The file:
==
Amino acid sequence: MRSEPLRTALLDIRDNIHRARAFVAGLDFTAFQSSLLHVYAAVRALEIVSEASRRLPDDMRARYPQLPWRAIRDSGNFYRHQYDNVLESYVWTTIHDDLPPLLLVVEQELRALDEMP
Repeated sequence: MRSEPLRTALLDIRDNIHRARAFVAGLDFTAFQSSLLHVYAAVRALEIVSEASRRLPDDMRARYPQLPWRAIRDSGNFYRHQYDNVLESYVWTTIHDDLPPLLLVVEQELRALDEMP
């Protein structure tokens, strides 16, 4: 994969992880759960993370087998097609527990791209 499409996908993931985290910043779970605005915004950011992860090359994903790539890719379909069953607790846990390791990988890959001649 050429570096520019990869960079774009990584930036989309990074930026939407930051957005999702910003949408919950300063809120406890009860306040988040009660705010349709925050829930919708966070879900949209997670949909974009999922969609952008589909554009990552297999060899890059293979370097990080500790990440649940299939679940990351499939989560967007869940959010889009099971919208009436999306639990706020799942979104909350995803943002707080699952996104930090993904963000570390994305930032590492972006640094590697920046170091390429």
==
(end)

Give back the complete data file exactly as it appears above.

Amino acid sequence: MRSEPLRTALLDIRDNIHRARAFVAGLDFTAFQSSLLHVYAAVRALEIVSEASRRLPDDMRARYPQLPWRAIRDSGNFYRHQYDNVLESYVWTTIHDDLPPLLLVVEQELRALDEMP
Repeated sequence: MRSEPLRTALLDIRDNIHRARAFVAGLDFTAFQSSLLHVYAAVRALEIVSEASRRLPDDMRARYPQLPWRAIRDSGNFYRHQYDNVLESYVWTTIHDDLPPLLLVVEQELRALDEMP
């Protein structure tokens, strides 16, 4: 994969992880759960993370087998097609527990791209 499409996908993931985290910043779970605005915004950011992860090359994903790539890719379909069953607790846990390791990988890959001649 050429570096520019990869960079774009990584930036989309990074930026939407930051957005999702910003949408919950300063809120406890009860306040988040009660705010349709925050829930919708966070879900949209997670949909974009999922969609952008589909554009990552297999060899890059293979370097990080500790990440649940299939679940990351499939989560967007869940959010889009099971919208009436999306639990706020799942979104909350995803943002707080699952996104930090993904963000570390994305930032590492972006640094590697920046170091390429």